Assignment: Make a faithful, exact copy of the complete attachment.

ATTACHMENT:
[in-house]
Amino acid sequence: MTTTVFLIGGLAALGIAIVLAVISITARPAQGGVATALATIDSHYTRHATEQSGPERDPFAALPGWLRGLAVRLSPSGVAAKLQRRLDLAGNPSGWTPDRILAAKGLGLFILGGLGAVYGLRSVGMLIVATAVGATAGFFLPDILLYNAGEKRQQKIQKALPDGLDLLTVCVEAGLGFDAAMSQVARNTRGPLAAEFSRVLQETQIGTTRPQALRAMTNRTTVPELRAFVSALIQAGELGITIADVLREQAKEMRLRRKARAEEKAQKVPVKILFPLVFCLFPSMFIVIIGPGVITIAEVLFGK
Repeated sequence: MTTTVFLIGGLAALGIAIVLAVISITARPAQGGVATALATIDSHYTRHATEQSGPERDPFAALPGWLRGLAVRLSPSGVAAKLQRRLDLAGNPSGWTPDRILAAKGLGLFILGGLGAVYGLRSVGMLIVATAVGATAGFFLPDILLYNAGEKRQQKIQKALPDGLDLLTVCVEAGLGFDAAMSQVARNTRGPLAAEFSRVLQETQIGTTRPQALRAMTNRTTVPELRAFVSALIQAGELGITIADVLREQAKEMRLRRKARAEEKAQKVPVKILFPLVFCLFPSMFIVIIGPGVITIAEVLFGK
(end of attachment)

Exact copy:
[in-house]
Amino acid sequence: MTTTVFLIGGLAALGIAIVLAVISITARPAQGGVATALATIDSHYTRHATEQSGPERDPFAALPGWLRGLAVRLSPSGVAAKLQRRLDLAGNPSGWTPDRILAAKGLGLFILGGLGAVYGLRSVGMLIVATAVGATAGFFLPDILLYNAGEKRQQKIQKALPDGLDLLTVCVEAGLGFDAAMSQVARNTRGPLAAEFSRVLQETQIGTTRPQALRAMTNRTTVPELRAFVSALIQAGELGITIADVLREQAKEMRLRRKARAEEKAQKVPVKILFPLVFCLFPSMFIVIIGPGVITIAEVLFGK
Repeated sequence: MTTTVFLIGGLAALGIAIVLAVISITARPAQGGVATALATIDSHYTRHATEQSGPERDPFAALPGWLRGLAVRLSPSGVAAKLQRRLDLAGNPSGWTPDRILAAKGLGLFILGGLGAVYGLRSVGMLIVATAVGATAGFFLPDILLYNAGEKRQQKIQKALPDGLDLLTVCVEAGLGFDAAMSQVARNTRGPLAAEFSRVLQETQIGTTRPQALRAMTNRTTVPELRAFVSALIQAGELGITIADVLREQAKEMRLRRKARAEEKAQKVPVKILFPLVFCLFPSMFIVIIGPGVITIAEVLFGK